Hope all is well with America's Last Newspaper and her ever-vigilant, courageous, incisive, loyal, and ingenious crew. I'll mail a check for the Two Bits tomorrow, Monday, gladly for the on-line sub. And what a deal. Thanks, again, AVA, for the decades of faithful community service and participation, under some of Humans' History's most bizarre circumstances. We're so grateful to still be able to take Readers' parts, and benefit from the info and humor in the little Newspaper that Can, and Does. America's alleged Founding Fathers — however horrific their personal Elitism — began our Supreme Law with the three little words, "We, the People...," about as all-inclusive as it gets, so far, in the Self-Evident Rights Department. The Constitution goes on, after stating the Sole Lawful Authority of People in those first three words, to anticipate some of the means and mechanisms to secure those Rights and meet those Rights' self-evident Obligations… like the little 9th Amendment. And like freely outspoken newspapers with a full set of facts and American Revolutionary teeth, and not at all bashful about using 'em. Where pens like yours hold forth is where the swords fail; maybe not every time, but whenever Piracy in High Places — or asleep behind the door in the Mayor's Office — is thwarted, there's always a little cadre of deliberate Journalists right in there, down in the gravel, the whole time. What's the main reason ANYONE in North America can still successfully Read Between the Lies? Unlikely little miracles here and there, like you guys. Cheers!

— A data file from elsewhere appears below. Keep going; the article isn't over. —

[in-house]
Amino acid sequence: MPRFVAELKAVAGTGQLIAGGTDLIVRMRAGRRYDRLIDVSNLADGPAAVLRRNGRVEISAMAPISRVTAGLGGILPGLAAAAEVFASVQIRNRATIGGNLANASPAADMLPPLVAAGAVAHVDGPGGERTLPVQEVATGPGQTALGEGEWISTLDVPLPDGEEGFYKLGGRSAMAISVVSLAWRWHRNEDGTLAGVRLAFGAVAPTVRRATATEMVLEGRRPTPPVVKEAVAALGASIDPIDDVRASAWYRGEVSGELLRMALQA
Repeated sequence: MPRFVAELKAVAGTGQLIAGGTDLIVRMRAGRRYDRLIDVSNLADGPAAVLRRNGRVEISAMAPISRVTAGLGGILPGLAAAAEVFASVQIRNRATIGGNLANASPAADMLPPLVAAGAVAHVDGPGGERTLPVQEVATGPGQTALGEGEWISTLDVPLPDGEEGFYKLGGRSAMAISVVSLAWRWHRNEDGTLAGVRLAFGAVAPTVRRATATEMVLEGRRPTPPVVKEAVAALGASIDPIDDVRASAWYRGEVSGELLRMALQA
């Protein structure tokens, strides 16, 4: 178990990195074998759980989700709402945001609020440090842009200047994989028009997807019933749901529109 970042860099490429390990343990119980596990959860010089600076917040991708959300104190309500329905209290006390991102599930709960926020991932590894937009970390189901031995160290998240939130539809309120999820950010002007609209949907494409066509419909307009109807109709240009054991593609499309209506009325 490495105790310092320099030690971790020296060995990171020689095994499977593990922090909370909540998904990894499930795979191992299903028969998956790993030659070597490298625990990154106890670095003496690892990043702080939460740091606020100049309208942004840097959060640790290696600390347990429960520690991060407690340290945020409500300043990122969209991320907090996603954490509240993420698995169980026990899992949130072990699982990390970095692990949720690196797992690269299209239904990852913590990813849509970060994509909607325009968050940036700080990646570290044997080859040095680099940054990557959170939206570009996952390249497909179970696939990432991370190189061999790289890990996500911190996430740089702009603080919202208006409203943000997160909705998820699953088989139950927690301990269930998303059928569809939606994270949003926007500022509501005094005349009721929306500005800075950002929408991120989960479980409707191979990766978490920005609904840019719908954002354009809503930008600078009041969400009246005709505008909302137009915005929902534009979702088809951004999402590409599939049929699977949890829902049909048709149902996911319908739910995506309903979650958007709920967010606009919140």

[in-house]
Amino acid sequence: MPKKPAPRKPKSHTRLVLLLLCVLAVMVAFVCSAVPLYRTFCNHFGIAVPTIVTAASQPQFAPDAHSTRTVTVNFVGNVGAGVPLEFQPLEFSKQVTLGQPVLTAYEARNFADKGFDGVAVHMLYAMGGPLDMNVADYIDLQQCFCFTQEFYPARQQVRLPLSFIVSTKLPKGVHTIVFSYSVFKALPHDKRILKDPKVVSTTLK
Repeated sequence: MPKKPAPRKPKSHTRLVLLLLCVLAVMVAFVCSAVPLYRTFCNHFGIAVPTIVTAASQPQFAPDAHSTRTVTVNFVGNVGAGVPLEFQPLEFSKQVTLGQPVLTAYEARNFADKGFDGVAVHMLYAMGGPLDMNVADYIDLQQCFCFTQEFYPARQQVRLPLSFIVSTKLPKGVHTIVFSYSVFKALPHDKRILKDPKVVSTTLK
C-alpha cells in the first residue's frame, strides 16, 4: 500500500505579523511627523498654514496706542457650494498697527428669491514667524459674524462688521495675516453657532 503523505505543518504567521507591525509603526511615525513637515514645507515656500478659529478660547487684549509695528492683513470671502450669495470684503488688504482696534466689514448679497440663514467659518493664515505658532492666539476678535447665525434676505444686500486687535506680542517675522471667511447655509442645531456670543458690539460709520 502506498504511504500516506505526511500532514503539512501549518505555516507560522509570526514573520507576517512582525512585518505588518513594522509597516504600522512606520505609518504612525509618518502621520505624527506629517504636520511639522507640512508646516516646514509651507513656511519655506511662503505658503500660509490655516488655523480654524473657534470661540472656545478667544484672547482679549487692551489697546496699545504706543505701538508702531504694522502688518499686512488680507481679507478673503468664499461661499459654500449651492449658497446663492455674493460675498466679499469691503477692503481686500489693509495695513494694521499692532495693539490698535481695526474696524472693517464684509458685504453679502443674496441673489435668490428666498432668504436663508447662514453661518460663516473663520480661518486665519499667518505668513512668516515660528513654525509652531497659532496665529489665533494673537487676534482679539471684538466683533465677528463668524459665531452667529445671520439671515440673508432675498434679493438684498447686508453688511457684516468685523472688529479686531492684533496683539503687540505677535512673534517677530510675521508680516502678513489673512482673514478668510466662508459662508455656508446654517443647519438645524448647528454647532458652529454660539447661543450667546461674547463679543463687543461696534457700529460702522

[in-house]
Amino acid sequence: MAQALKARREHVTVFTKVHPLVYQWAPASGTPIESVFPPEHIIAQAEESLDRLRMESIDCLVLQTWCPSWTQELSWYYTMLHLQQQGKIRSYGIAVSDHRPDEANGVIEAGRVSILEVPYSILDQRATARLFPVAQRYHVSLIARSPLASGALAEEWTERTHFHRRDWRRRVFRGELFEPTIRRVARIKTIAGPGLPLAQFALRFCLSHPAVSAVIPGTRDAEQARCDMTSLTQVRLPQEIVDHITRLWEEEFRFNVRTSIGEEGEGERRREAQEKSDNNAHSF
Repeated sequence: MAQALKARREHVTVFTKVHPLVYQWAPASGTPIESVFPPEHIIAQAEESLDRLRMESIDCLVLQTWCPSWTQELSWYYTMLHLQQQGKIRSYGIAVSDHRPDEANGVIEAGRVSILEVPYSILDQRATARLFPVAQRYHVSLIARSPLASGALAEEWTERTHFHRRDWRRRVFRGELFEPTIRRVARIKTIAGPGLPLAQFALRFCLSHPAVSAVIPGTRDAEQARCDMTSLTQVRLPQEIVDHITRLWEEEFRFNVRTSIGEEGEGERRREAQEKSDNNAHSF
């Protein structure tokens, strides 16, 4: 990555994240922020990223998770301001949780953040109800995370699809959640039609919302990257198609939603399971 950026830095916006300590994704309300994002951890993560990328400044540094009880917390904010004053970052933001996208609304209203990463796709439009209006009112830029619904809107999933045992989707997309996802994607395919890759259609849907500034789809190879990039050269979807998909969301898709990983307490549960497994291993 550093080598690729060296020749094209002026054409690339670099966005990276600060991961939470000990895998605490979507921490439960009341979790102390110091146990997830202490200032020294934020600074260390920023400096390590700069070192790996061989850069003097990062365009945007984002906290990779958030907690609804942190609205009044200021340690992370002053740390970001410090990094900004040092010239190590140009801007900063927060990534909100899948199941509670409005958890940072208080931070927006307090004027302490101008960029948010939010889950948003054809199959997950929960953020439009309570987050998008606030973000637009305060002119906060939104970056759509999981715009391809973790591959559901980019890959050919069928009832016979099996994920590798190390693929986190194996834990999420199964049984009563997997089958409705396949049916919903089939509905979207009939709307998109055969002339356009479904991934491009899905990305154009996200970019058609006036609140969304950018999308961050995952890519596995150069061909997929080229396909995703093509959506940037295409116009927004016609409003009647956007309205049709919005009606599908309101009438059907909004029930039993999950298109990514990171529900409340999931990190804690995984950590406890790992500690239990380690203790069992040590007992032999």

Coy Brown’s letter in the PD recently regarding undergrounding power lines really resonated with me (“Putting wires underground,” Wednesday). He cites many good reasons to underground power lines. It is my impression that if a fair feasibility study were done, in the long term, undergrounding would be highly justified. In the short term, probably not. That seems to be an inherent problem with many decisions. No long view. Quarterly profits are so often the main drivers.
I, too, am a firefighter of over 23 years, and I also am a landscape architect, so I am quite aware of not only the significant hazards overhead power lines pose but also the visual blight they create. Many years ago, I lead a field trip to Highway 12 in the Valley of the Moon with a number of Japanese transportation officials who were interested in California’s scenic highway program. The first thing they noticed was the power lines and poles. They couldn’t understand why they weren’t underground.
An objective feasibility study for undergrounding power lines, especially in high-risk areas, would probably recommend undergrounding even on a financial basis (taking the long view, that is).